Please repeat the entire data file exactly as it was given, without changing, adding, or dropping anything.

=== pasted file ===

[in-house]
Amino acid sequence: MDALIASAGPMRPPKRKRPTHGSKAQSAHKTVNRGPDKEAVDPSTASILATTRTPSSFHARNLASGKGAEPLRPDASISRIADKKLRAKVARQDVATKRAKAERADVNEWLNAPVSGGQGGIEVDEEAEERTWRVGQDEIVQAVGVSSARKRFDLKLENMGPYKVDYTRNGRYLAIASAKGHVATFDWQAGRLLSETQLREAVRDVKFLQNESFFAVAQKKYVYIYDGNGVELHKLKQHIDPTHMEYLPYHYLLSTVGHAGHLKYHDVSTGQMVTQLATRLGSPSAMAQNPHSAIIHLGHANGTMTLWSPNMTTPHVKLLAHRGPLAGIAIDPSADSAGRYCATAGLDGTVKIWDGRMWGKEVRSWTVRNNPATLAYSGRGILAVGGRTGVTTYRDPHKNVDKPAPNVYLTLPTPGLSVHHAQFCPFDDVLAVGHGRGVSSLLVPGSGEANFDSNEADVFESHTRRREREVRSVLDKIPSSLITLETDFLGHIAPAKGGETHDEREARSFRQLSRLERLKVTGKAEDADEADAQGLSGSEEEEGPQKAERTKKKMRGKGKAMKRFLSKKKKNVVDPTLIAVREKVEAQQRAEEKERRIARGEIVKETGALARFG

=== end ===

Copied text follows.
[in-house]
Amino acid sequence: MDALIASAGPMRPPKRKRPTHGSKAQSAHKTVNRGPDKEAVDPSTASILATTRTPSSFHARNLASGKGAEPLRPDASISRIADKKLRAKVARQDVATKRAKAERADVNEWLNAPVSGGQGGIEVDEEAEERTWRVGQDEIVQAVGVSSARKRFDLKLENMGPYKVDYTRNGRYLAIASAKGHVATFDWQAGRLLSETQLREAVRDVKFLQNESFFAVAQKKYVYIYDGNGVELHKLKQHIDPTHMEYLPYHYLLSTVGHAGHLKYHDVSTGQMVTQLATRLGSPSAMAQNPHSAIIHLGHANGTMTLWSPNMTTPHVKLLAHRGPLAGIAIDPSADSAGRYCATAGLDGTVKIWDGRMWGKEVRSWTVRNNPATLAYSGRGILAVGGRTGVTTYRDPHKNVDKPAPNVYLTLPTPGLSVHHAQFCPFDDVLAVGHGRGVSSLLVPGSGEANFDSNEADVFESHTRRREREVRSVLDKIPSSLITLETDFLGHIAPAKGGETHDEREARSFRQLSRLERLKVTGKAEDADEADAQGLSGSEEEEGPQKAERTKKKMRGKGKAMKRFLSKKKKNVVDPTLIAVREKVEAQQRAEEKERRIARGEIVKETGALARFG